In a drunken stupor he thanked her.  He paid his tab leaving an extra five dollars for a tip.

As he walked out the door he the patrons wished him a good night and said, “See you tomorrow night, buddy.” 

The barmaid, not inflicted by the same drunkenness, looked upon Justin as he left.  She, although not
interested in the man, felt some level of empathy in a quiet understanding of the real reasons he was drinking.  She brushed it off along with a tear which almost welled up in her eye.

During the ride home in the cab, Justin, too drunk to sit up, nearly passed out in the back of the cab.

He arrived home, paying the cab driver his fair and a tip.  He went into his one room apartment and fell asleep immediately. 

Another day would end as it did before.  Another morning would start in a similar fashion.

Monday, March 24, 2014

"A Blessed Day"

  • ·         inspired by … “Lord have mercy on the working man” by Travis Tritt

“5:30 in the morning; time to get out of bed.”

Miserably tired, Steven must face another day.  It was Thursday, with only two work days left until he could enjoy the weekend and get some sleep.

Working with the union at the automobile factory, the work was hard, but the pay was good.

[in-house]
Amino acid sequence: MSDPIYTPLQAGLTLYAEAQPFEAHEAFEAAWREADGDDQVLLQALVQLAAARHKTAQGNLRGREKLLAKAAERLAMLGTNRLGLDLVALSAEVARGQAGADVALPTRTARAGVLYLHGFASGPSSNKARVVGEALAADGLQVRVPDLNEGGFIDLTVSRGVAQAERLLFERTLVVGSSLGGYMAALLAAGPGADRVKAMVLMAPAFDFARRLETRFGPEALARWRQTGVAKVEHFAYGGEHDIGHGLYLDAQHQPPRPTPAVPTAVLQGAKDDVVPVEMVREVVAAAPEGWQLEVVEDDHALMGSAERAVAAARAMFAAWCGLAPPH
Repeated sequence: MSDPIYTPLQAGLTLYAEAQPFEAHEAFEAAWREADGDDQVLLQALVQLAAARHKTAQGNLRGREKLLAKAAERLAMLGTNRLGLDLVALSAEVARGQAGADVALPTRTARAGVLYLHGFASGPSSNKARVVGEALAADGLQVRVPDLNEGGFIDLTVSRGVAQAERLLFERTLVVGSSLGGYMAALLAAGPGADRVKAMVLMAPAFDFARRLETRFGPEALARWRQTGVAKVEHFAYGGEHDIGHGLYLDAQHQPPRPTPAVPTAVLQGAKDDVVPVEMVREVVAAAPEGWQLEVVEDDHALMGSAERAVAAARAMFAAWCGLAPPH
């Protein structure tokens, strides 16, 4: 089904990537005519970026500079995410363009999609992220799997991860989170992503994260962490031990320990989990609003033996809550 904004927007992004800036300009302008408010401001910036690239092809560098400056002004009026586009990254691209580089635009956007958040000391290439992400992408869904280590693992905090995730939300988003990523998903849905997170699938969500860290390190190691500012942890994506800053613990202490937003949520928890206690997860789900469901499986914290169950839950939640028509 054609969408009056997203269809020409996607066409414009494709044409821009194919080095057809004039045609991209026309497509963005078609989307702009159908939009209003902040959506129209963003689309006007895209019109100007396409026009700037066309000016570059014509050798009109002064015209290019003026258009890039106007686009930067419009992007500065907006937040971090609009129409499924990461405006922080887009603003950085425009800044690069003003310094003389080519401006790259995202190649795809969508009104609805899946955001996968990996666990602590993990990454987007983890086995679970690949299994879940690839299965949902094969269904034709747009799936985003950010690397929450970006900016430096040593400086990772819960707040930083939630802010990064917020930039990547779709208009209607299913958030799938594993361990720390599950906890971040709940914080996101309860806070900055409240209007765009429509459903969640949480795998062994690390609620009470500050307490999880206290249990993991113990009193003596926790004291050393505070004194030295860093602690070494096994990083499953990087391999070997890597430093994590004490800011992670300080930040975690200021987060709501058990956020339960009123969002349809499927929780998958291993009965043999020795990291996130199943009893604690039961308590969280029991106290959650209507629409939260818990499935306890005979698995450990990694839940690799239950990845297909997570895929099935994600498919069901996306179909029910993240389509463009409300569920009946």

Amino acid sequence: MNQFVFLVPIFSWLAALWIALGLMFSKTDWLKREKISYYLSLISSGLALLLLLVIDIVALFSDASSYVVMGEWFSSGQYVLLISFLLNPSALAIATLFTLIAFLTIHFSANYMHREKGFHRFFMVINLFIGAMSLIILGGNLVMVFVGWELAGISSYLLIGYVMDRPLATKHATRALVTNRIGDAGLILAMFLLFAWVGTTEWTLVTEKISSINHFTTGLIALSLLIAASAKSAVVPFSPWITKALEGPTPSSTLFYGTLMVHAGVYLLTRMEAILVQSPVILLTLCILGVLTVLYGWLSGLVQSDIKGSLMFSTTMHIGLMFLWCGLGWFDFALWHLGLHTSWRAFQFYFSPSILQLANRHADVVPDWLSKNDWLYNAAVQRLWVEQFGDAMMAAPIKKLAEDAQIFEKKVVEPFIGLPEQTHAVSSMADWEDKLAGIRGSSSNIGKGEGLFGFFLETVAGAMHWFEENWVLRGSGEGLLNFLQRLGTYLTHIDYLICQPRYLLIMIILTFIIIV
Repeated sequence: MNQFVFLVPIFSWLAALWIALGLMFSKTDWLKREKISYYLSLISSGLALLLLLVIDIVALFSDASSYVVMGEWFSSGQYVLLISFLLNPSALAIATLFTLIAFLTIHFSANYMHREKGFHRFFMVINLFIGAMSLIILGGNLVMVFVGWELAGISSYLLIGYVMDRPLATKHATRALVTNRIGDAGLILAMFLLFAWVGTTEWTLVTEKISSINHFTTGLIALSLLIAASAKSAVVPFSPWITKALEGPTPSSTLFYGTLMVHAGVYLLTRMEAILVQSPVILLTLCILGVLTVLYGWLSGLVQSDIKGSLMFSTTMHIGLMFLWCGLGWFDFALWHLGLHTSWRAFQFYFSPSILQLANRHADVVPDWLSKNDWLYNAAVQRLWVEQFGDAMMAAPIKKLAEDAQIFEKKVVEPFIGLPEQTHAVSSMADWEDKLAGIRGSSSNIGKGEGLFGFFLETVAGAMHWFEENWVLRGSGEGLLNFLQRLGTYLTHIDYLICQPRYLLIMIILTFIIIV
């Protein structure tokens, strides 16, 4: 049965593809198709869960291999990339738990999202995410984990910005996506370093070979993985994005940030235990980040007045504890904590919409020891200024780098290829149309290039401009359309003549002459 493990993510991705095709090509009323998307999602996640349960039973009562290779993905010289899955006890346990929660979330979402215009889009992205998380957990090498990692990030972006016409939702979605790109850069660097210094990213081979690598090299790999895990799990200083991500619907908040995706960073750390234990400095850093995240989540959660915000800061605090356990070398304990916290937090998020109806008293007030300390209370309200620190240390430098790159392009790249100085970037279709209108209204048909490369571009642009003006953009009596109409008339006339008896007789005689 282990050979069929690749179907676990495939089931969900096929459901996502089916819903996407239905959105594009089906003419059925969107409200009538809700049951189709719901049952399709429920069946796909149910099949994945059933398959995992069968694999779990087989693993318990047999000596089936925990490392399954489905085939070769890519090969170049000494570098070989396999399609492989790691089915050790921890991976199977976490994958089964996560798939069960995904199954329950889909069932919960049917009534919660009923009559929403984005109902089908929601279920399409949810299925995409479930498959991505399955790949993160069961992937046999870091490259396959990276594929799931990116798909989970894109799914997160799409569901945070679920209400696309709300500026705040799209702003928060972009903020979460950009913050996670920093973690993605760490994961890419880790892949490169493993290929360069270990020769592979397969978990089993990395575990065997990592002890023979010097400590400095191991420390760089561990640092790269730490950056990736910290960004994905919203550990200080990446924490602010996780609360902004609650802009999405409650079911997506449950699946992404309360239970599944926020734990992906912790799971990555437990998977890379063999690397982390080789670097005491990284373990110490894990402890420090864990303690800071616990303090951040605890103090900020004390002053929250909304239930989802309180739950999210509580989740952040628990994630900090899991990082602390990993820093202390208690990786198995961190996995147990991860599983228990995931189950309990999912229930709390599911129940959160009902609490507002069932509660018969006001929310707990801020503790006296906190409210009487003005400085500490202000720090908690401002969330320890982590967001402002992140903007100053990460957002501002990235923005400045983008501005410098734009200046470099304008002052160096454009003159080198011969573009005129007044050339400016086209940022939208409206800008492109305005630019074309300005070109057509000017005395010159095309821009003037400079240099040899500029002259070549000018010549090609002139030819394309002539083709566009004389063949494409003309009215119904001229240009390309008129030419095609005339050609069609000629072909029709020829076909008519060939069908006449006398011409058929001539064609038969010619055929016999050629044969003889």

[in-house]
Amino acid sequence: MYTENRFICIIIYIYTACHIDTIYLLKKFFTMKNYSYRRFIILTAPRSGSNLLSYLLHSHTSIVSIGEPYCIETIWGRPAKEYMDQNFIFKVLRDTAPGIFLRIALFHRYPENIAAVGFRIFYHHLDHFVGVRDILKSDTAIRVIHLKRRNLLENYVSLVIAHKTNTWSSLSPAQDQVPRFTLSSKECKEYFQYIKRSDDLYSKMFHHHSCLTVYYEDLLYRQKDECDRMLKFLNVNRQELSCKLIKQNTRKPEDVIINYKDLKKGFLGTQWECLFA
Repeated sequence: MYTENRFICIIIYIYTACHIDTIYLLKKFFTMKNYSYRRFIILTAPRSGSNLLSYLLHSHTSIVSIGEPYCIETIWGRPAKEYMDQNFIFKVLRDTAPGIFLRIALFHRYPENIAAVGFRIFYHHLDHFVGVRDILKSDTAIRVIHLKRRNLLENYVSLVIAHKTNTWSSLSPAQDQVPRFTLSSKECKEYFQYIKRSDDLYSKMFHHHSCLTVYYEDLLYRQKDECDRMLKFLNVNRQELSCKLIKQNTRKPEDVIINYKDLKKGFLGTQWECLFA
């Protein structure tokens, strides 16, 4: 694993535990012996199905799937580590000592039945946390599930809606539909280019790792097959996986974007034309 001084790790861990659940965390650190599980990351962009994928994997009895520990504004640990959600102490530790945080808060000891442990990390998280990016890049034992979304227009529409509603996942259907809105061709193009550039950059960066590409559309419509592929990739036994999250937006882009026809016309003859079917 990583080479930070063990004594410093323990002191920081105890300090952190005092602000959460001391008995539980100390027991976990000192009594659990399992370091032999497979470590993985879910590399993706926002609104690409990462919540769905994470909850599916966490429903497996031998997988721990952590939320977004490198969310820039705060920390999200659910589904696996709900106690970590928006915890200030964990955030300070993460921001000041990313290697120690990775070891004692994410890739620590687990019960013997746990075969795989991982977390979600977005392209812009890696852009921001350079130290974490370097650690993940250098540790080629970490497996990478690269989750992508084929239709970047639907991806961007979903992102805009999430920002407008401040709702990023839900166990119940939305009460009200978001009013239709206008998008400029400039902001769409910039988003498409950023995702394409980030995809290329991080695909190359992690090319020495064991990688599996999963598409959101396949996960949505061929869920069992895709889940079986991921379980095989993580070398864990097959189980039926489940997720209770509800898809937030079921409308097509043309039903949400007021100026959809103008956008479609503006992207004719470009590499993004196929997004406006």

First thing that he did after he awoke was to walk into the kitchen and make a pot of coffee.

Savoring every sip, he looked out into the yard and noticed the sun coming up through the leaves on the trees.

“No breakfast this morning, there wouldn’t be time.”

He finished his second cup of coffee to go upstairs and shower before work. 

His wife and children were still sleeping.  His wife, Penelope, would be awake very soon to make the kids breakfast before they went to school.

Penelope was sleeping and Steven felt the familiar warmth of love in his heart as he looked upon her. 

He went into the bathroom and shaved and brushed his teeth before showering. 

It was still very early.  He had to be to work no later than 8:00 o’clock and traffic was always bad.

Steven finished shaving.  In the mirror, he noticed the dark circles under his eyes.  Brushing his teeth, he contemplated the new day.